On the new HUD subsidy calculation — check the math

Print More

The headline “HUD plan raises rents on poor” covered the entire width of the front page of the April 28 edition of the Connecticut Post. The story began with the following alarming lead: “A plan by the Trump administration to triple rents for the nation’s poorest families is running into a wall of opposition from fair housing advocates and members of Connecticut’s Congressional delegation.”

Beneath the headline an insert quoted Connecticut’s Gov. Dannel Malloy claiming that the Trump “administration is proposing to triple rent for low-income families.”

Reading deeper into the article one discovers that rather than a plan to triple rents on the nation’s poor, the Trump administration is proposing an overhaul of a subsidized housing act that dates back to 1937. The proposed bill is entitled the “Making Affordable Housing Work Act.”

In the original 1937 act a recipient of federal housing support would have had to contribute 30 percent of gross income for rent, a fact that no one ever complained about during the administration of President Obama. The new bill would require a recipient of federal housing assistance to contribute 35 percent of gross income for rent.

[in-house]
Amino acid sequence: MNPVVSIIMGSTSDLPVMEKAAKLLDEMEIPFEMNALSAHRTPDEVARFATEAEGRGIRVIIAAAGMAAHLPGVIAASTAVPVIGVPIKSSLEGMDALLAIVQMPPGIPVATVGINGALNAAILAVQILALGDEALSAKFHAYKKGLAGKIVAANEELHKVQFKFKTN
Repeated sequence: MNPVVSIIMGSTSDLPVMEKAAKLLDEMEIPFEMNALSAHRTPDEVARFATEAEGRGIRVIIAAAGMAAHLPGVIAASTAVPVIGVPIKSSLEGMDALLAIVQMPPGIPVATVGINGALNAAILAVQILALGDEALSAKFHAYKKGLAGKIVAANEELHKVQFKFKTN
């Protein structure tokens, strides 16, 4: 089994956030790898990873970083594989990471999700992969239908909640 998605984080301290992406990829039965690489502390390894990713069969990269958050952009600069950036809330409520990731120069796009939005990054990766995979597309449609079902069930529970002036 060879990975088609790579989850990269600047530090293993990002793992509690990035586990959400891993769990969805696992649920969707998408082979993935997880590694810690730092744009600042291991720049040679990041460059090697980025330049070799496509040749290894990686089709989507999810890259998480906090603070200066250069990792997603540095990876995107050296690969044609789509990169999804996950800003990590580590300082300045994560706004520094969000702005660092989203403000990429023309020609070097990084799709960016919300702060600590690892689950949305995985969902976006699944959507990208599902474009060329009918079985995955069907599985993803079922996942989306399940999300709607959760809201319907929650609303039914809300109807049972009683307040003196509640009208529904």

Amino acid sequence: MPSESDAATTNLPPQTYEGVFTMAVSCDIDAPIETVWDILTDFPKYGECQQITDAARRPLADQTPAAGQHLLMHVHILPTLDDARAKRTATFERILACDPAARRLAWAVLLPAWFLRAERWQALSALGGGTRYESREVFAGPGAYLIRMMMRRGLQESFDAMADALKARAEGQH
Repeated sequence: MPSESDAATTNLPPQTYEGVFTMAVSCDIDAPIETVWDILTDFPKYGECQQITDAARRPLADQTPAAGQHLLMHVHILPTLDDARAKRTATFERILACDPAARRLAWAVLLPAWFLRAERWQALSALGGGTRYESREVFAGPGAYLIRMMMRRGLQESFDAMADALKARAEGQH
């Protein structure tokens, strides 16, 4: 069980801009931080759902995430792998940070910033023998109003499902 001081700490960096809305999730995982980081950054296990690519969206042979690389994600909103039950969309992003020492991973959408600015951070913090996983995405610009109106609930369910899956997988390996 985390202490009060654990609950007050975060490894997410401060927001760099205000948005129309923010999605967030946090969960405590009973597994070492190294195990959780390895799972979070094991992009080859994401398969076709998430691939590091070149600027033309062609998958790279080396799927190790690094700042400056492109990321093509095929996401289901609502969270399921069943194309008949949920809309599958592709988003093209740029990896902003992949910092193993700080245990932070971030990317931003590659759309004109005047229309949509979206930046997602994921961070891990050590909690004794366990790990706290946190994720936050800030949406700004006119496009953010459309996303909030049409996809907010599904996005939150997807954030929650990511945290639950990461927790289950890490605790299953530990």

For example, a poor person with an income of only $1,000 per month would have had to pay a rent of $300 per month during the Obama era, but under the new plan the rent would rise to $350 per month. An extra $50 per month is a 16.7 percent increase, not a 300 percent increase. The rent will not go from $300 per month to $900 per month.

It is true that a 16.7 percent increase in rent is significant, but I wonder if many will feel its force. It is almost impossible for a layman to read a congressional bill but it would appear that there are all sorts of exceptions and carve-outs included for the disabled, unemployed and other needy persons.

Why then would the governor make such an alarming claim? The basis for his claim stems from the provision in the 1937 bill that sets a minimum rent for those receiving a subsidy at $50 per month. That was over 80 years ago! The new bill replaces the old minimum with a formula based on the current federal minimum wage that would effectively raise the minimum to $150 per month.

I hope that as the “Making Affordable Housing Work Again Act” works itself through Congress some legitimate discussion and criticism of its many features will come to light. In his initial criticism Gov. Malloy seems either ignorant of the facts or just plain malicious in his anti-Trump posturing.

Francis P. DeStefano, Ph.D., of Fairfield, is a writer, lecturer, historian and retired financial planner.


CTViewpoints welcomes rebuttal or opposing views to this and all its commentaries. Read our guidelines and submit your commentary here.

 

What do you think?

comments

Comments are closed.